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What does Laundry have to do with orphan care……

Posted by Kathi on Monday, January 20, 2014

Happy 2014 everyone - this year the focus of my blog posts will be on Gratitude.

Here in Kenscoff , it is hard to prioritize my tasks in the morning.  We get cloud cover and rain most afternoons, so one of my first priorities, is getting clothes washed, allowing enough time for the sunshine to get them dry. I know that is an odd concept, since most of us 1st world dwellers, never think about line drying. But here, the electricity (on the rare days when we have power) is so weak, it won’t heat a dryer and our propane dryer is very expensive to operate. So, back to my morning priority – getting clothes washed and out to dry before the rain comes. Most families hike down to the spring to fill buckets of water to do their wash. Fortunately, my 1st world status, has afforded me the privilege of having water right at my faucet. What a luxury!!! , Running water in my home,   I will never take that for granted again. Every morning,   I watch countless children lugging gallons of water up the steep terrain for bathing and laundry. Once they fetch the water, then it has to be heated –which means lighting a fire for most families and boiling water. For me, again, thanks to my privilege, I have almost instant hot thanks to a hot water heater (another thing I don’t take for granted anymore).  Getting a basic task, like laundry, completed here in Haiti, is a herculean feat. So when at 8:00 am I have our laundry done and out on the stairwell to dry – I feel a genuine sense of accomplishment.

 

As a member of a privileged society, I take great pride in my new found “laundry” skills. My Haitian friends have taught me how to scrub garments, make my white clothes look brand new, and ring sheets and towels to reduce the drying time. I realize this all sounds silly and far from why I came to Haiti in the first place – but believe me, it sums up so much!!  Because, I take nothing for granted anymore. I realize I don’t know squat about much, because everything here is so much more difficult. But when you accomplish something simple– like clean clothes, there is complete joy.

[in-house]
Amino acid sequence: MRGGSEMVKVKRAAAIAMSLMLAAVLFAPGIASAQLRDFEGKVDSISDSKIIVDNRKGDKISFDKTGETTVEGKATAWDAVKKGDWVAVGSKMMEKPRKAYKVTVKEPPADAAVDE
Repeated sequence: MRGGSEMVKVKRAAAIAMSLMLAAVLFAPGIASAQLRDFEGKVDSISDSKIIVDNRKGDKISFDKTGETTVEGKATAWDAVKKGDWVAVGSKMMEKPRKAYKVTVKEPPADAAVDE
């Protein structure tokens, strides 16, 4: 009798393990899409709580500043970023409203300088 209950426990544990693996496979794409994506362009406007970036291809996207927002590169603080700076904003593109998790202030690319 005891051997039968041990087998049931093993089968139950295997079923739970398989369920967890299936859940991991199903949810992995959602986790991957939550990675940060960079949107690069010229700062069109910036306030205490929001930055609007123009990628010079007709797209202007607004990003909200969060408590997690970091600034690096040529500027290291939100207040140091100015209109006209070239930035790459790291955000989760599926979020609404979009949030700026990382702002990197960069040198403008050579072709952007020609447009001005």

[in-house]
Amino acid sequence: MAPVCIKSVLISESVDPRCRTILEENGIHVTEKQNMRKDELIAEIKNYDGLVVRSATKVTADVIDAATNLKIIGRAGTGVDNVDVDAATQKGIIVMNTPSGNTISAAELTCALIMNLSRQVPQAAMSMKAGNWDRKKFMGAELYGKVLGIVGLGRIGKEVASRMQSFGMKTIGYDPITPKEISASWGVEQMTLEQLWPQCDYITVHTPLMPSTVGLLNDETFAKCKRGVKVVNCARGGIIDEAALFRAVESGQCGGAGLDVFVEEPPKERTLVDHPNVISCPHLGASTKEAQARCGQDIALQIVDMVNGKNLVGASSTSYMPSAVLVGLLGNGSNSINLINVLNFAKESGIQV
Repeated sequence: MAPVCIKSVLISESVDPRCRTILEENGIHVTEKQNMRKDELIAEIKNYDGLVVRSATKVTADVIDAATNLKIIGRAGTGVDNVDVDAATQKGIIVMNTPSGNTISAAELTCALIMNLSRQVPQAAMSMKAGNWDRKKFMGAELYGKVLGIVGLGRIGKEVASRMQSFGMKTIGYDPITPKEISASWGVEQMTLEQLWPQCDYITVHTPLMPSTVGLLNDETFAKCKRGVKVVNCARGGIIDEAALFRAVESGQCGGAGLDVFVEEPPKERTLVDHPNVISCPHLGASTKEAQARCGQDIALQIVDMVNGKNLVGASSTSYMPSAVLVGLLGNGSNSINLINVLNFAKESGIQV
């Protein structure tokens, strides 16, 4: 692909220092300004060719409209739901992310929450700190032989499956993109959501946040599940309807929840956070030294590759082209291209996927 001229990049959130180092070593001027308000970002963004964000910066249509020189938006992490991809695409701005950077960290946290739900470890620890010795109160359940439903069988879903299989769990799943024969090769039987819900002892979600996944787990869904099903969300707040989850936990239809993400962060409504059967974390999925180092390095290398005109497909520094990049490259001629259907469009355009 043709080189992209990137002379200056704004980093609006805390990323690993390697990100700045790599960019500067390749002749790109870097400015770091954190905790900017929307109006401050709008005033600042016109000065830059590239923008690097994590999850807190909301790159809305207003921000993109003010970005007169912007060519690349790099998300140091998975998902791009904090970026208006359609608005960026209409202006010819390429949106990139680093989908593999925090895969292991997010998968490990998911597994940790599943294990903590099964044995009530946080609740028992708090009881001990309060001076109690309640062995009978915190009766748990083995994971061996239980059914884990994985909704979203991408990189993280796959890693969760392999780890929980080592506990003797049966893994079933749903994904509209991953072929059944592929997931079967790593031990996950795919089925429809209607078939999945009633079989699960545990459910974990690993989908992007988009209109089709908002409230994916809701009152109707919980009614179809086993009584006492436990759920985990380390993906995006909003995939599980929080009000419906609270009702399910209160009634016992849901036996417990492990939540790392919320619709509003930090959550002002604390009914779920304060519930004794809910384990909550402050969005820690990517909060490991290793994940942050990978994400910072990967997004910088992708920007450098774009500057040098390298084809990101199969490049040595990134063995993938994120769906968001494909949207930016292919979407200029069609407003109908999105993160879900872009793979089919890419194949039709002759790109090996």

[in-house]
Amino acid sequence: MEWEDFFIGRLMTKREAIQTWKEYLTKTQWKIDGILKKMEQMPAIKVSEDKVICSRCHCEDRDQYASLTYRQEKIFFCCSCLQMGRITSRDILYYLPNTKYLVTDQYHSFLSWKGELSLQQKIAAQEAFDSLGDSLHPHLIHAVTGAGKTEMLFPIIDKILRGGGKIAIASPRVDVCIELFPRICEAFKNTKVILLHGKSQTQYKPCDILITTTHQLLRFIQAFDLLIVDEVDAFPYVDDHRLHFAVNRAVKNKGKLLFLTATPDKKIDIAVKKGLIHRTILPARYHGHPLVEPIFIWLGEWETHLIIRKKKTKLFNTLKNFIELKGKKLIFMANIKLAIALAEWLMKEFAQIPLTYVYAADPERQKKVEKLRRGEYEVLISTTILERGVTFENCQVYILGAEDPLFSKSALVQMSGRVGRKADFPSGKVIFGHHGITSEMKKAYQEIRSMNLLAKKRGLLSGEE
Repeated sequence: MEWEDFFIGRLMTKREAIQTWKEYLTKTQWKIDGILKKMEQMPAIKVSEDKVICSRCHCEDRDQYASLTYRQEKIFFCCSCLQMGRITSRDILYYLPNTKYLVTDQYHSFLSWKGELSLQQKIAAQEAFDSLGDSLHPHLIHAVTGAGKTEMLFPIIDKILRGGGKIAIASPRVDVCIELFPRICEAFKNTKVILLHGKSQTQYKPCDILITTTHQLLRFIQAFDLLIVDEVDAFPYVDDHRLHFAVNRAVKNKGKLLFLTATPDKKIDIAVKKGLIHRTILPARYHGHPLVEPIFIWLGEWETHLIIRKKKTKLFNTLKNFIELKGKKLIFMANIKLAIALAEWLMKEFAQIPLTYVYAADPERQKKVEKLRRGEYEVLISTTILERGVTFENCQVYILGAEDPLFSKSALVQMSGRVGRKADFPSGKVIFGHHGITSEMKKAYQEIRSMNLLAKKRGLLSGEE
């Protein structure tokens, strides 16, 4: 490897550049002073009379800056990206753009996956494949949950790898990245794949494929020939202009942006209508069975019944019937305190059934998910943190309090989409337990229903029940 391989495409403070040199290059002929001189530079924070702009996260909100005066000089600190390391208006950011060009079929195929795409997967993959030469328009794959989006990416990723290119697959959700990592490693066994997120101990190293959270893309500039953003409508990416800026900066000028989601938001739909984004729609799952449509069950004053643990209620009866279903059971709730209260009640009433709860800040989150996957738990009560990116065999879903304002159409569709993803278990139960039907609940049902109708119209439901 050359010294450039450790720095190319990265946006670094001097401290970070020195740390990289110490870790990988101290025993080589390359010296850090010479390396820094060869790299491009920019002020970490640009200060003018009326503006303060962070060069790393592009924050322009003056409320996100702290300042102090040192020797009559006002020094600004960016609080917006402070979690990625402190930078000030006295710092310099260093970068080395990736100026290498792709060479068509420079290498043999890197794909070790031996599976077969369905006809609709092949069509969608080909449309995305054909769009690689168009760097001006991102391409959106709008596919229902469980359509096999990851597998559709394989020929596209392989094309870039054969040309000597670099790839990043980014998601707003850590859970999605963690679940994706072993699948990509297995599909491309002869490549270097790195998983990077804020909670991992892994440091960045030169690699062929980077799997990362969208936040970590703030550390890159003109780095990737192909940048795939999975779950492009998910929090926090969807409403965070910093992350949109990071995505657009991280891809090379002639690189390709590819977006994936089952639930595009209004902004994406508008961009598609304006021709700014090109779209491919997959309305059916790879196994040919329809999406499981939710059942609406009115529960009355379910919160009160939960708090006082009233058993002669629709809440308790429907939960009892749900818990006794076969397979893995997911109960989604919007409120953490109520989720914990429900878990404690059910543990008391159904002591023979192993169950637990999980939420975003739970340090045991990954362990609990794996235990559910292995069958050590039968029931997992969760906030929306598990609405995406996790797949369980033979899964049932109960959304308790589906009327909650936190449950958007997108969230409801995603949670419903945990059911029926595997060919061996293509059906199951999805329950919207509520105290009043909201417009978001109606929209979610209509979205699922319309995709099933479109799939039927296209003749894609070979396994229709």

Now imagine this task multiplied by 48!!!! This is the thankless job of 3 women who are responsible for the laundry for our 48 children. Towels, clothes, sheets, blankets, shoes – it is a 30 hour a day job and these three women work tirelessly for the sake of our children. Imagine spending 10 hours a day hunkered over a laundry tub doing wash.  And never complaining.  Singing songs of praise while your hands shrivel up. I complain about hand washing clothes for Espie and I – imagine my embarrassment as I watch as these women wash laundry hour after hour, day after day. They don’t moan or groan, instead, they greet me with a smile and joyful voices.

It’s these kinds of experiences that teach me so much about life and my privileged status as an American. By stepping out of my comfort zone and living a life radically devoted to serving –perspectives change, the American dream looses its luster and complaints are replaced with gratitude.  As I start this New Year, I have 3 simple resolutions;  to love more deeply, to laugh more frequently and to be grateful continuously.  I am grateful for every single opportunity (good and bad) that comes my way. I am grateful for an amazing group of friends, donors and colleagues who support our efforts in Haiti. I am grateful to a family and husband at home who love and encourage me. And above all, I am grateful to God for opening the doors that allow me to experience and share His amazing love with children in Kenscoff, Haiti.

“we always have bright, clean clothes”

My wishes and prayers to you and your  families for a healthy and happy 2014.

Blessings,
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